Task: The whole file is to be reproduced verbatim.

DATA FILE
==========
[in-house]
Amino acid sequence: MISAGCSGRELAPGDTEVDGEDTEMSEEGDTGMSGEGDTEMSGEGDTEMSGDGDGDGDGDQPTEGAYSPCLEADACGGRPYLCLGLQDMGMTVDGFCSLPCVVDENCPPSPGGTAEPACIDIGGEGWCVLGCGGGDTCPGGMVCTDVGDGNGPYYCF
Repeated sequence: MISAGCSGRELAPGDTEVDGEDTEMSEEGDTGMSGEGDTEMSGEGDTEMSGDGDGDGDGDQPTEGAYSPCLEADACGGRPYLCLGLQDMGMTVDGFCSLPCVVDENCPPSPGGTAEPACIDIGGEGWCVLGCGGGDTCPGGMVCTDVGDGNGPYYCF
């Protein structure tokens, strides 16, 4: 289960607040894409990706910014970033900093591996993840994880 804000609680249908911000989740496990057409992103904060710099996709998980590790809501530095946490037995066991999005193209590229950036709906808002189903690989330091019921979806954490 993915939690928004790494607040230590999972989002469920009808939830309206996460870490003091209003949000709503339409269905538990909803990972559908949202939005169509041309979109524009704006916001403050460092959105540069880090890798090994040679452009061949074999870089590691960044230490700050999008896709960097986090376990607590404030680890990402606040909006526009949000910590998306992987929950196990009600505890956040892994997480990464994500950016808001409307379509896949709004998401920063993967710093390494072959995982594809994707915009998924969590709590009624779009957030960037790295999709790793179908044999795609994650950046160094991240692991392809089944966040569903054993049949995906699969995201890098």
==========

[in-house]
Amino acid sequence: MISAGCSGRELAPGDTEVDGEDTEMSEEGDTGMSGEGDTEMSGEGDTEMSGDGDGDGDGDQPTEGAYSPCLEADACGGRPYLCLGLQDMGMTVDGFCSLPCVVDENCPPSPGGTAEPACIDIGGEGWCVLGCGGGDTCPGGMVCTDVGDGNGPYYCF
Repeated sequence: MISAGCSGRELAPGDTEVDGEDTEMSEEGDTGMSGEGDTEMSGEGDTEMSGDGDGDGDGDQPTEGAYSPCLEADACGGRPYLCLGLQDMGMTVDGFCSLPCVVDENCPPSPGGTAEPACIDIGGEGWCVLGCGGGDTCPGGMVCTDVGDGNGPYYCF
């Protein structure tokens, strides 16, 4: 289960607040894409990706910014970033900093591996993840994880 804000609680249908911000989740496990057409992103904060710099996709998980590790809501530095946490037995066991999005193209590229950036709906808002189903690989330091019921979806954490 993915939690928004790494607040230590999972989002469920009808939830309206996460870490003091209003949000709503339409269905538990909803990972559908949202939005169509041309979109524009704006916001403050460092959105540069880090890798090994040679452009061949074999870089590691960044230490700050999008896709960097986090376990607590404030680890990402606040909006526009949000910590998306992987929950196990009600505890956040892994997480990464994500950016808001409307379509896949709004998401920063993967710093390494072959995982594809994707915009998924969590709590009624779009957030960037790295999709790793179908044999795609994650950046160094991240692991392809089944966040569903054993049949995906699969995201890098």